November 10, 2014
If you haven’t heard, Copyblogger recently shut down their Facebook page – poof. No more likes, no more status updates, no more shares and no more friendly updates from our Copyblogger friends.
On October 17, their Facebook page shutdown occurred – even though it had quite an impressive accumulation of 38,000 fans. Why the shutdown? They claimed the social media platform just wasn’t the best spot anymore to invest their time. They also mentioned other reasons for parting with the platform, including concerns of too many spam accounts liking their page.
The thought of wiping your business Facebook presence off the map might make you nervous, but rest assured this was not a rash decision – or was it?
Justified or Dramatized? You Decide
Facebook marketer Jon Loomer responded to Copyblogger pulling the plug on their account, saying the popular content marketing company missed potential opportunities to use Facebook to their advantage. As Copyblogger claimed to have poor reach and engagement with its audience on Facebook, Loomer took the matter a step further and evaluated past status updates. He found that many of the posts were un-engaging messages with a bit of text and a link; no images included. The lack of strategy may have killed their efforts over the years, but Loomer outlined several actions Copyblogger could have taken to revive their Facebook presence. His list included purchasing ads, selling products, increasing their web traffic and building an e-mail list.
Copyblogger’s decision to kill their Facebook page has caused a bit of a stir. Most likely, their decision to leave Facebook was carefully planned and executed. Facebook truly may not have been a good match for their company. However, it’s hard to not wonder what two or three months of paid Facebook advertising would have done for Copyblogger. Even a paid promoted post here and there could have helped turn their situation around.
What’s Happened To Facebook Pages?
With that said, it’s undeniable that it’s becoming increasingly difficult to market on the platform without paying money. Remember the good old days when organic reach for business pages was nearly 100%? Oh, and it cost nothing.
1. Game Changes With Facebook Pages
Think back to when Facebook first became popular. It wasn’t eons ago, but it’s safe to say that the social media giant drastically changed the way people communicate from all over the world. Not only did it change the way that regular people stay in touch with friends and family, it also provided a new communication channel for brands of every industry. Although several brands were ahead of the curve with their own brand “profiles,” business marketing on Facebook was generally untouched territory. When Facebook first launched, marketers had no idea that a powerful marketing platform was right at their fingertips; that was until Facebook introduced a new feature that would change social media marketing forever.
Facebook Pages for Brands was launched in 2007, providing a platform for both large and small businesses to communicate with customers and spread awareness. Business pages began to grow pretty rapidly, with both large and small brand names setting up their own corner on Facebook. Two years later, consumers were able to “fan” Facebook pages. I personally remember seeking out my favorite brands on Facebook to show my support. Not only that, I wanted my real life friends to know what brands and businesses stood out to me. How about that awesome Mexican restaurant in town? I’m their fan on Facebook. What about my favorite stores at the mall? I couldn’t wait until they launched their own Facebook page. It was truly a whole new insight into your favorite brands. As consumers would fan and like dozens of business and brand pages, Facebook marketing took yet another turn.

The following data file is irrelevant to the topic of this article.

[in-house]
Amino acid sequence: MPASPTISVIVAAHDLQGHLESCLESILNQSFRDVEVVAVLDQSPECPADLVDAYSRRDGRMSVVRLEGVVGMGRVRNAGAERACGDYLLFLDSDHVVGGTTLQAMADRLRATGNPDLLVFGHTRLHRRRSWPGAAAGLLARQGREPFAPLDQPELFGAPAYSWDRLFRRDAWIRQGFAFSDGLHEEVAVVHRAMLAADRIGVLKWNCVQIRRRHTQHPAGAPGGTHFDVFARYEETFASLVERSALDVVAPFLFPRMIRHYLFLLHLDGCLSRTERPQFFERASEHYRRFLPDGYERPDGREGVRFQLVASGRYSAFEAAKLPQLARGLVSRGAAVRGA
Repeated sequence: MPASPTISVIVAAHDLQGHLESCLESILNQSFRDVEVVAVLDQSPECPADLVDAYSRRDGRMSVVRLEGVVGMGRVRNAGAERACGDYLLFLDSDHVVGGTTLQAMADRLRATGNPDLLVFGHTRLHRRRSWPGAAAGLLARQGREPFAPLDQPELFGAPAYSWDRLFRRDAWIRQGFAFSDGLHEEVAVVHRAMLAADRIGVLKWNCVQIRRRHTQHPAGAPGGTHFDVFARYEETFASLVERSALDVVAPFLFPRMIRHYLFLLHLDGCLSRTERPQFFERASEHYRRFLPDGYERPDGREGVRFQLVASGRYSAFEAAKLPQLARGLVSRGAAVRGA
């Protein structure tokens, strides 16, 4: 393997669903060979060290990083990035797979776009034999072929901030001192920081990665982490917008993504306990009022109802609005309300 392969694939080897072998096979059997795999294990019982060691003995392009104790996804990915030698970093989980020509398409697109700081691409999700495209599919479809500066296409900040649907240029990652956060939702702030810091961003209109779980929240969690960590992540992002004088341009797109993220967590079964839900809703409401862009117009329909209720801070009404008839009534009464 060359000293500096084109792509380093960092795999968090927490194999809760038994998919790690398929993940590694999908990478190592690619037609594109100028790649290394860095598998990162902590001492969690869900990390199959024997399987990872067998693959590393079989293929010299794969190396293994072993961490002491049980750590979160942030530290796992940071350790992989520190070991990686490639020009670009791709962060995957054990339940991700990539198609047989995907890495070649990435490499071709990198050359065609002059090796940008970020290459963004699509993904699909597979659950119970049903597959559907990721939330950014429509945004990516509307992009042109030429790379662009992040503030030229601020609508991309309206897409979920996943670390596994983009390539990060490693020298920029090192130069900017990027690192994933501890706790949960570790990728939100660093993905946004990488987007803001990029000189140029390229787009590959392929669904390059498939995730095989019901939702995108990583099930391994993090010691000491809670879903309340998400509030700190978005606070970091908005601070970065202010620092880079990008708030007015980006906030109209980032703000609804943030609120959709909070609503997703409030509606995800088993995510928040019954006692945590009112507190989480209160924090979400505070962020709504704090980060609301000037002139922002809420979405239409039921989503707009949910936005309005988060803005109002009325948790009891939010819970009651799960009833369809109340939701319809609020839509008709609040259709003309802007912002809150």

2. The Race to Rack Up Likes
Soon enough, the number of likes on business and brand pages became a status symbol. Likes became so important that brands started thinking outside of the box to increase their exposure. Contests and promotions were held while enticing people with free prizes for clicking the like button. Brands would watch their fan count jump, and reaching their target audience was easier than ever thanks to good old Facebook. One status update would reach nearly every person on their like list, with sales and promotions right at the fingertips of targeted customers.
3. Flash Forward to 2012
As Facebook became a mecca for online brand advertising, organic reach of brand posts slowly started declining. Complaints from companies about organic reach started coming, with Facebook claiming they were weeding out bad or uninteresting content. Coincidently (or not), Facebook later introduced the option to boost or promote posts to reach more users. At this point, Facebook was still beating around the bush about their attempts to encourage companies to buy ads.
By the end of 2013, Facebook fessed up about the real reason behind the decline of organic reach. At this point, the writing was on the wall: Facebook wanted brands to pay to reach customers. As of mid-2014, organic reach for the top 10 brands on Facebook is down over 40 percent. Facebook’s organic reach is expected to drop as low as 1 percent
in the near future.
4. Facebook’s Financial Forecast Changes
Facebook’s ultra low organic reach levels are frustrating, but it’s no surprise. After all, Facebook is a business. They want to make money just like any other brand, and they are certainly raking it in. Ad revenue for the platform for the first quarter of 2014 was $2.27 billion – up 82% from 2013. With the predicted 1% organic reach coming in the near future, Facebook’s financial forecast is looking like 100% cash.
The Fork in The Facebook Road
With the reality of poor organic reach, paid advertising and promoted posts, it’s now decision time for digital marketers. Do you carry on with your typical Facebook strategy and hope for the best, or do you cave and hand over your credit card? There really isn’t an easy answer, as Facebook serves different purposes for every company. However, we can always analyze the reasons why you should stick with Facebook for your business at this point in the game.
4 POWERFUL Reasons To Still Use Facebook in a Low Organic World